John Sullivan takes a puff on his cigarette and tries to account for the worldwide success of his creations, Del Boy and Rodney. Why do two archetypal Sarf London duckers and divers have such universal resonance? Wouldn't most countries be baffled by the Peckham patois? Would they understand phrases like "luvvly-jubbly"? "Wherever you are, you can recognise they're two idiots, Laurel and Hardy almost," Sullivan muses. "Those kind of people are always popular. You know they're going to screw up soon. There's something fascinating about waiting for them to screw up again."
Though we haven't been privy to goings-on at Nelson Mandela House for a year or two, Sullivan, a greying fortysomething in a leather jacket, is still keen to chart the further escapades of the Trotters. Getting the team to synchronise diaries, however, has become the sort of scrape even Del Boy would be pushed to get out of. "Someone is always signed up to something. If Trigger, say, was unavailable, I'd find it impossible to do. Last year David [Jason, who plays Del Boy] was tied up with A Touch of Frost. Then when he was available this year, Nick [Lyndhurst, who plays Rodney] was tied up with Goodnight Sweetheart."
So for the foreseeable future, Sullivan has to face up to Life After Del Boy. He is approaching it with a gung-ho attitude, having just penned and executive-produced Over Here, a lavish, pounds 1.75m, three-hour comedy drama about British and American fighter pilots in World War II. Inevitably, the voice of Del Boy rings through certain lines. A laddish pilot is telling his mates about the tattoo his father had on his private parts in honour of his mother. It read "Gwendoline - well, it was Gwen in the winter".
The film also flies in with enough pure slapstick moments to fill a silent movie. In one incident, an uptight American colonel who is standing in the front-seat of his open-top jeep a la General Patton, orders his driver to halt and, in the oldest trick in the comic-book, is catapulted head first over the windscreen.
But the script manages to sprinkle melancholy into the mirth; the emphasis is just as much on the drama as the comedy. Martin Clunes, who plays Group Captain Barker, a stiff-upper-lip officer with a pipe, a comic moustache and a twitch whenever the Luftwaffe is mentioned, contends that Sullivan's writing always has a sad side to it. "If you look at Only Fools and Horses, there's a melancholy there which we seem to need to make our comedy successful."
But, the writer argues, Over Here is still "a great departure for me. It's very different from what I've done before. You need the sadness to make them rounded characters. You'd be belittling those who took part in the War if you didn't show there was pain and death."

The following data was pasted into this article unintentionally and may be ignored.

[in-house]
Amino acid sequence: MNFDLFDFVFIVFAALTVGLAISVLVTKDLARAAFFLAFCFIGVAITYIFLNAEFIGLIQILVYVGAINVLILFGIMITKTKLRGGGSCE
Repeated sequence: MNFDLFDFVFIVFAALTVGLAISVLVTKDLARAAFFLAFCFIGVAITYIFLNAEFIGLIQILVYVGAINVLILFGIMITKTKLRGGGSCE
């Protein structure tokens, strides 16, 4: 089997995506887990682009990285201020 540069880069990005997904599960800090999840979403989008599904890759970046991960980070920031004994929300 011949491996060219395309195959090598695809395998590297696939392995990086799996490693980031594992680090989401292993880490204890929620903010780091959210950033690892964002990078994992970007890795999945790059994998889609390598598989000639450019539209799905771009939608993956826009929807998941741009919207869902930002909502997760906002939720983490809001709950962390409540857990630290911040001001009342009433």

Jacinta Peel, the producer, warns fans of Only Fools' tomfoolery to be prepared for something "much sadder and more emotional. The public have their perceptions of their favourite writers and feel cheated if they get something different. In this, John hits you with a sad note when you're least expecting it."
The film contains some spectacular dogfight sequences featuring Spitfires, Flying Fortresses and Messerschmidts - a far cry from Del coaxing his Reliant Robin round the streets of Peckham. Peel recalls that filming inside the planes "brought home to you just what it must have been like for them - horrendous." To research Over Here, Sullivan read more than 50 books on the War and talked to some of The Few.
Sullivan has contrived to translate his research into a squadron of believable characters - a hallmark of his writing since he first made his name with the jokey street revolutionary, Citizen Smith, in 1977. Sullivan keeps a hoard of them in a file marked "for future use" on his word-processor. He got the idea for Just Good Friends - the "will they, won't they" love- affair sitcom - from a letter in an agony column, and then went through his list finding the right characters to fit the bill. "My characters are from life," he explains, "but you mould them differently. You just alter the clay." He is still trying to find a home for a woman he observed in the audience at The Two Ronnies (for which he used to write) looking at her husband for permission to laugh.
Geraldine James, who plays the haughty mother of one of the squadron, reckons that: "with John's writing, you're not laughing at the characters, you're laughing with them. It's not comedy in inverted commas, it's real life. Take the twitch that Martin's character has. It could be slapstick, but it isn't because something has happened to him which makes him do it."
Clunes concurs. "In John's writing, the lines are not just funny for their own sake; they are funny because they come out of a certain person at a certain time. He's a great listener. Only Fools came from him listening to people in pubs. His scripts are quite hard to learn, but once you make the effort not to paraphrase, it's all there in the rhythms. The beauty of John's writing is that it's non-judgemental. I get sick of seeing films where writers are making a judgement. If someone comes in doing a funny walk, then they've already told you what to think."
Just to prove how convincing Clunes thought his character was, he concludes with a smile: "I did find it difficult to talk to the non-commissioned actors."
`Over Here' is on Sunday 7 & Monday 8 Apr, BBC1Reuse content